Celts


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Celts

A people dominating western and central Europe from the Bronze Age to the middle of the first century BC.
Translations
References in classic literature ?
It strikes me, however, that among your Australian friends may be someone who wishes to make a settlement in the Old Country, and would care to fix the spot in one of the most historic regions in England, full of romance and legend, and with a never-ending vista of historical interest--an estate which, though small, is in perfect condition and with illimitable possibilities of development, and many doubtful--or unsettled-- rights which have existed before the time of the Romans or even Celts, who were the original possessors.
There is no stronger case than that of the wild, unworldly and perishing stock which we commonly call the Celts, of whom your friends the MacNabs are specimens.
So that in such a state riches will necessarily be in general esteem, particularly if the men are governed by their wives, which has been the case with many a brave and warlike people except the Celts, and those other nations, if there are any such, who openly practise pederasty.
We find the "standing stones" of the Celts in Asian Siberia; in the pampas of America.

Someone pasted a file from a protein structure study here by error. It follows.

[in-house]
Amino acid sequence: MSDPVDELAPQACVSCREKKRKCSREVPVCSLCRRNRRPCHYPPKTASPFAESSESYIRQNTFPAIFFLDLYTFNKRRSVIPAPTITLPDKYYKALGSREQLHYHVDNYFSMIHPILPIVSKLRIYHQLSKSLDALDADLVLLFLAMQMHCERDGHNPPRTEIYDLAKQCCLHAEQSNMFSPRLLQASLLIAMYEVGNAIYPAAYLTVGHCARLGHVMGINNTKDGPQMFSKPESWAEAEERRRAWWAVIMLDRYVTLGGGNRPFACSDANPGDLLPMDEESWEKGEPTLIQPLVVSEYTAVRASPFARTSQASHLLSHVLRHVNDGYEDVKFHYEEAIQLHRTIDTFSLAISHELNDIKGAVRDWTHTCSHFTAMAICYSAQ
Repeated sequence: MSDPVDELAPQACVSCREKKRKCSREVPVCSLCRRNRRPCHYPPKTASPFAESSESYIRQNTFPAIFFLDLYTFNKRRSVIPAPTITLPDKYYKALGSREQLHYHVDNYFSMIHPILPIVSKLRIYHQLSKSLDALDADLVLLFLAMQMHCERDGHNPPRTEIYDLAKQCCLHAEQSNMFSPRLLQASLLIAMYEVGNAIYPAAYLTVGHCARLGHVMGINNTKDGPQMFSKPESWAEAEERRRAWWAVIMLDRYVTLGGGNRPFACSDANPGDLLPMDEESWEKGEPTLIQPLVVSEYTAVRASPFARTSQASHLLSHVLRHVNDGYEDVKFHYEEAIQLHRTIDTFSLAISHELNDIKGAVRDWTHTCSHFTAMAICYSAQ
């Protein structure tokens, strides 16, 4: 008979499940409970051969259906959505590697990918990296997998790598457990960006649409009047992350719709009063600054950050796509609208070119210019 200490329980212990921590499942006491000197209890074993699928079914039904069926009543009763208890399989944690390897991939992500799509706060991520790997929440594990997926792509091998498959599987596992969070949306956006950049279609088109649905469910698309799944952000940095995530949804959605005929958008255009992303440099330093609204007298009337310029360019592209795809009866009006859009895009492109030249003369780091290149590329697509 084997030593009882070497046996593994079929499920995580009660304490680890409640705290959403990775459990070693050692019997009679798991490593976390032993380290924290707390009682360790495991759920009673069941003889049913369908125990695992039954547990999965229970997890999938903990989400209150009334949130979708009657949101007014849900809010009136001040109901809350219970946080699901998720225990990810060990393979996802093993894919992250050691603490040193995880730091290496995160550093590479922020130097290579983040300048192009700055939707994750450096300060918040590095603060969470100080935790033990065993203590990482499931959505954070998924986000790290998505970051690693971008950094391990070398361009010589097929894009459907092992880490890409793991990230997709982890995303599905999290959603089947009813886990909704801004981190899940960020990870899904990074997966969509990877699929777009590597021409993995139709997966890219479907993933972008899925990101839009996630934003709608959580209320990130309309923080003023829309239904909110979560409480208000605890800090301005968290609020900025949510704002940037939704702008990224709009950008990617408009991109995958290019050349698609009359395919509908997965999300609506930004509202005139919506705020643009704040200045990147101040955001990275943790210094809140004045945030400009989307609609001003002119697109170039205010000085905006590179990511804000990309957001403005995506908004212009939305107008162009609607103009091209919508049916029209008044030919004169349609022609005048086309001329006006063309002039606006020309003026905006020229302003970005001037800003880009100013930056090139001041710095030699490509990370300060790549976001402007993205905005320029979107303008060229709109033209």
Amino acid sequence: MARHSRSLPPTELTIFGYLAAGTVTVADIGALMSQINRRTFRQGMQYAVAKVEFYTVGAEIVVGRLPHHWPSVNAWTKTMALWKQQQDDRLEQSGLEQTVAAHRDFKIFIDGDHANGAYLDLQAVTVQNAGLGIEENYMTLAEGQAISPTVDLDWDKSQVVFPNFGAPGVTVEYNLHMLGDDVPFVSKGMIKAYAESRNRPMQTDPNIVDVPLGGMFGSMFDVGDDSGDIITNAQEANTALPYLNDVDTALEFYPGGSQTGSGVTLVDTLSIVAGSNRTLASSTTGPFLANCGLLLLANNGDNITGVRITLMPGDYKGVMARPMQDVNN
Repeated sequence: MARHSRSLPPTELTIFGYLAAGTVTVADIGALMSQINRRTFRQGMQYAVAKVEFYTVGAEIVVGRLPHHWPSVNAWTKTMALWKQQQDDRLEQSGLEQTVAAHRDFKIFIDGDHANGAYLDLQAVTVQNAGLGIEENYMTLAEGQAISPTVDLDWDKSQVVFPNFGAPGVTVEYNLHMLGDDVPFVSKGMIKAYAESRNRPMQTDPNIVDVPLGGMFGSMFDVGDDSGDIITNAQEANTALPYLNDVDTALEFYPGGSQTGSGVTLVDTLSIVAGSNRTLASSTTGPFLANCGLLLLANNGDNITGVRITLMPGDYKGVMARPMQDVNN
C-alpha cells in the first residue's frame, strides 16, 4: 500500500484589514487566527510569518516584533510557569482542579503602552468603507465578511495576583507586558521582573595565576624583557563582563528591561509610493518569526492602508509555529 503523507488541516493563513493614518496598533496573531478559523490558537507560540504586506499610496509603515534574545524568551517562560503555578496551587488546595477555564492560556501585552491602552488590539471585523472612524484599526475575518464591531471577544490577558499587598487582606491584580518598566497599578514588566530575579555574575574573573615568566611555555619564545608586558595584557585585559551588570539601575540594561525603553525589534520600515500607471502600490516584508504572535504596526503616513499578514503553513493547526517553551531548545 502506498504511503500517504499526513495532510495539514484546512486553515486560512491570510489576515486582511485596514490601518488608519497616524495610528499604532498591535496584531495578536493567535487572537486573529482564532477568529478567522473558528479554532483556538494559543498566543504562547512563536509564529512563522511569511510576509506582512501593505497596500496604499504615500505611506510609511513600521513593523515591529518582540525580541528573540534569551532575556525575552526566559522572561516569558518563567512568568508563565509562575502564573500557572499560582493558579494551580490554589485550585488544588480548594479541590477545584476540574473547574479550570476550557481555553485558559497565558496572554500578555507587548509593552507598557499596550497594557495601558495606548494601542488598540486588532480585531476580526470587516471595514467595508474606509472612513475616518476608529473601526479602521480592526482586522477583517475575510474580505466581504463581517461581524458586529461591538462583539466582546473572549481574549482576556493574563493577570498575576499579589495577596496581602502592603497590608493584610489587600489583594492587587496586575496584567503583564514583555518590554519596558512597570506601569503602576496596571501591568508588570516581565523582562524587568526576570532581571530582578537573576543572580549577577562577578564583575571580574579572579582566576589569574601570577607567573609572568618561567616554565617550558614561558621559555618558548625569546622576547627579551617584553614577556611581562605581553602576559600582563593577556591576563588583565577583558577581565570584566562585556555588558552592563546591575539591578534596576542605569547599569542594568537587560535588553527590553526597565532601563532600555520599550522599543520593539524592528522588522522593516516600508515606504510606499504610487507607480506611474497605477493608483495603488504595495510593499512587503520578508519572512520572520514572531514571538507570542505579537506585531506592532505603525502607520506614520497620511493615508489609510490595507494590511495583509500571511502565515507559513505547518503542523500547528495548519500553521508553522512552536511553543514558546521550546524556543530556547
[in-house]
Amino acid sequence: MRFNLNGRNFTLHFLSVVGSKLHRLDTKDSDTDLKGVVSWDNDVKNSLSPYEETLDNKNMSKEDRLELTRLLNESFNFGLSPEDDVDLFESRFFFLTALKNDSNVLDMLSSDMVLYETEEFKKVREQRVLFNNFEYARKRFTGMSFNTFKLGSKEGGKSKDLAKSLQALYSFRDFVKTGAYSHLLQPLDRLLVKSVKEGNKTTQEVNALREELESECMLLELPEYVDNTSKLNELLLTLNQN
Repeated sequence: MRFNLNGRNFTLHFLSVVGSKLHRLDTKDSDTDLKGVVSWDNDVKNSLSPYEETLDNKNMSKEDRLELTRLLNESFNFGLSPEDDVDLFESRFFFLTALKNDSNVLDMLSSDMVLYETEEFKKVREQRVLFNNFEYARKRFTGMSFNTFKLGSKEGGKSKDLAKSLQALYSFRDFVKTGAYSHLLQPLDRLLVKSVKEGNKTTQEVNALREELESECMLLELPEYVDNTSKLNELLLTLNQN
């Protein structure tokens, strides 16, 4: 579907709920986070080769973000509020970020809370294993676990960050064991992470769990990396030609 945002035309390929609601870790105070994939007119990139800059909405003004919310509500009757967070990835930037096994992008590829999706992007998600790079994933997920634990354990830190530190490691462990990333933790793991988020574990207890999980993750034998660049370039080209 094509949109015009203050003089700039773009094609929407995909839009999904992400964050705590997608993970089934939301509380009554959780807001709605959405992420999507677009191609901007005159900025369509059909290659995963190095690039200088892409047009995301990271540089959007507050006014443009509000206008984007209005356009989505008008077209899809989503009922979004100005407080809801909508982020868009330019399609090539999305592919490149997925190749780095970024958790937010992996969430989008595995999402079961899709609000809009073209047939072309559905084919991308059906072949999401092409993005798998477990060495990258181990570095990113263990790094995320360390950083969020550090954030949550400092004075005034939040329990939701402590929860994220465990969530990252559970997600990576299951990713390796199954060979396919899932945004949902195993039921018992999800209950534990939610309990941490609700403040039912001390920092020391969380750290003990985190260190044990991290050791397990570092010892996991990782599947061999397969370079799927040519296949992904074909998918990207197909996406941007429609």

It will be simplest for us to call them all Celts and to divide them into two families, the Gaels and the Cymry.
The Celt in all his variants from Builth to Ballyhoo, His mental processes are plain--one knows what he will do, And can logically predicate his finish by his start: But the English--ah, the English
And while the Celt is talking from Valencia to Kirkwall, The English--ah, the English
But the coal-black Celt with the second-sight did not see fit to reply till he had tapped Dan on the shoulder, and for the twentieth time croaked the old, old prophecy in his ear:
A glance at our friend here reveals the rounded head of the Celt, which carries inside it the Celtic enthusiasm and power of attachment.
It is now many years that men have resorted to the forest for fuel and the materials of the arts: the New Englander and the New Hollander, the Parisian and the Celt, the farmer and Robin Hood, Goody Blake and Harry Gill; in most parts of the world the prince and the peasant, the scholar and the savage, equally require still a few sticks from the forest to warm them and cook their food.
In other ways after my father, the blue-eyed Celt with the fairy song on his tongue and the restless feet that stole the rest of him away to far-wandering.
So, it came as no surprise that with the game on the line, the host Celts produced their biggest save of the night.